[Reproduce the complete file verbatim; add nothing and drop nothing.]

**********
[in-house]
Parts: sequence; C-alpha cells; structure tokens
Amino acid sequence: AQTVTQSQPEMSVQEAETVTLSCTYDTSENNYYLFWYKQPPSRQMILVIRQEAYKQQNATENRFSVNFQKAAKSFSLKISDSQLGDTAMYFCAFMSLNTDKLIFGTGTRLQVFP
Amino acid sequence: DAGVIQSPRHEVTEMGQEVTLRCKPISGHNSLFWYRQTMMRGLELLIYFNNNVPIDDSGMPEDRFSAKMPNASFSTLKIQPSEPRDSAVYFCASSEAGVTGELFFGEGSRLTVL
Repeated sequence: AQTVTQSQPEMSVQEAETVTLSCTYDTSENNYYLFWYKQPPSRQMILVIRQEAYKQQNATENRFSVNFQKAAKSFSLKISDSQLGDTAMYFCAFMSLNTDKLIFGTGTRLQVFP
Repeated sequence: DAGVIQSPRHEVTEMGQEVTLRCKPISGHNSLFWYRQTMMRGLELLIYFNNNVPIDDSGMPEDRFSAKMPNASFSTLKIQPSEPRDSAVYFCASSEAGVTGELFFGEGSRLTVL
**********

[in-house]
Parts: sequence; C-alpha cells; structure tokens
Amino acid sequence: AQTVTQSQPEMSVQEAETVTLSCTYDTSENNYYLFWYKQPPSRQMILVIRQEAYKQQNATENRFSVNFQKAAKSFSLKISDSQLGDTAMYFCAFMSLNTDKLIFGTGTRLQVFP
Amino acid sequence: DAGVIQSPRHEVTEMGQEVTLRCKPISGHNSLFWYRQTMMRGLELLIYFNNNVPIDDSGMPEDRFSAKMPNASFSTLKIQPSEPRDSAVYFCASSEAGVTGELFFGEGSRLTVL
Repeated sequence: AQTVTQSQPEMSVQEAETVTLSCTYDTSENNYYLFWYKQPPSRQMILVIRQEAYKQQNATENRFSVNFQKAAKSFSLKISDSQLGDTAMYFCAFMSLNTDKLIFGTGTRLQVFP
Repeated sequence: DAGVIQSPRHEVTEMGQEVTLRCKPISGHNSLFWYRQTMMRGLELLIYFNNNVPIDDSGMPEDRFSAKMPNASFSTLKIQPSEPRDSAVYFCASSEAGVTGELFFGEGSRLTVL